According to Google, the quince was sacred to Aphrodite and Venus, the goddesses of love, and a symbol of love, happiness and fertility in Greek and Roman times. I just love every thing about them ! Their buttery yellow colour, their soft, furry film when first picked, their beautiful organic shape, but most of all their delicious aroma. 4 or 5 quinces left in the fruit bowl give off the most delicate perfume, that for me, remind me of my childhood, of crisp autumn days and cosy warm kitchens.
Quinces are really hard and require long, gentle cooking. Their flesh is white, but after 2 hours of slow, poaching in the oven, they turn this gorgeous deep, ruby orange colour....where does this amazing colour come from ? !
My clever friend Gill made quince jelly this year and we did a swap:-- a jar of her quince jelly for a jar of my apricot jam. The jelly is the most beautifully coloured preserve and I love how the light shines through it.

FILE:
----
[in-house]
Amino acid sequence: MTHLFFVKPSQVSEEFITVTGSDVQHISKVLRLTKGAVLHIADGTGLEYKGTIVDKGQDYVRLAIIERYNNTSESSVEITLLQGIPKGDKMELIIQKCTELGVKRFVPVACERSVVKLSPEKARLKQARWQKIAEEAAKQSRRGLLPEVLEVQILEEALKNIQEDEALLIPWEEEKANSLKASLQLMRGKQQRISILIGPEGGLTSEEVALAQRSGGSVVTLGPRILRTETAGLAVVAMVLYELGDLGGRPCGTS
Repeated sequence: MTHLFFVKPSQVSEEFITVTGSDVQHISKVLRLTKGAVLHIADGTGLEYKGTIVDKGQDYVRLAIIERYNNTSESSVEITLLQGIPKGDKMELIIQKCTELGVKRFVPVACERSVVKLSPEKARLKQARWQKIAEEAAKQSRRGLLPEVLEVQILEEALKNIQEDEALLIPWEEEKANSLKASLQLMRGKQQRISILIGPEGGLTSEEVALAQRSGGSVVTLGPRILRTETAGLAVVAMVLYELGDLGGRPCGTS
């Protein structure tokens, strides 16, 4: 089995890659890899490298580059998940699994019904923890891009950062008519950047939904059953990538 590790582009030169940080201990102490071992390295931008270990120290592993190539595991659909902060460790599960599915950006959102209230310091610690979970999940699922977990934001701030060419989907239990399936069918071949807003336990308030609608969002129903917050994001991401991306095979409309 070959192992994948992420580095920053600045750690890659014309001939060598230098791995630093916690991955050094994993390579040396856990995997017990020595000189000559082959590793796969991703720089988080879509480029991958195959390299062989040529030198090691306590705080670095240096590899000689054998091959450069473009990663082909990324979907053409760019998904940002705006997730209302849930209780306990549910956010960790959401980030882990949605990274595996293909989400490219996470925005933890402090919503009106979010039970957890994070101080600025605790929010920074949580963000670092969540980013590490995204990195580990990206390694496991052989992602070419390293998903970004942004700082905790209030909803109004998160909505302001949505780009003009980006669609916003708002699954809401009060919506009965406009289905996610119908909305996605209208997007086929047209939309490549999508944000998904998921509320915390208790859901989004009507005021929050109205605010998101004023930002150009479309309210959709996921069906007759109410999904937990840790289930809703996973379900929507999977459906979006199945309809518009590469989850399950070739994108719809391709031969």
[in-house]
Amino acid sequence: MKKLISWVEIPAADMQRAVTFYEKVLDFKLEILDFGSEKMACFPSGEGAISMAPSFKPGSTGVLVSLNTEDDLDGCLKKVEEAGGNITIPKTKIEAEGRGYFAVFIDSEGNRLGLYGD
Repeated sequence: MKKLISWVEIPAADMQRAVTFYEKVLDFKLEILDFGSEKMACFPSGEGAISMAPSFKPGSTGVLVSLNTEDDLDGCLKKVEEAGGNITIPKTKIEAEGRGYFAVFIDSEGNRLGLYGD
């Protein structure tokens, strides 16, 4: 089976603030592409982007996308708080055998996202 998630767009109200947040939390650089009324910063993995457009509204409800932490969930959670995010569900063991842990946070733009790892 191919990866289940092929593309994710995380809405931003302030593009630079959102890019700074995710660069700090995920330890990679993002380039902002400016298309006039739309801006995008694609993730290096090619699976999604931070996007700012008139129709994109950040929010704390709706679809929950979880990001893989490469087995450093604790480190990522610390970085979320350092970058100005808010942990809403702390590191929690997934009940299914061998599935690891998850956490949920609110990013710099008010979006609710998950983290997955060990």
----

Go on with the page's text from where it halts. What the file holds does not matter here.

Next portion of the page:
We were given some quinces last week and so for tea today ( and desert tonight ) I have made a quince and chocolate tart. The recipe belongs to Maggie Beer, a much loved cook and food celebrity from South Australia's Barossa Valley. It's a little tricky to make, I don't think mine is quite cooked in the middle, ( notice I have put the cream where the gooiest bit is ) but definitely worth the effort. The tea is simple........English Breakfast.Thanks for visiting me today, and for more Tuesday tea parties visit here.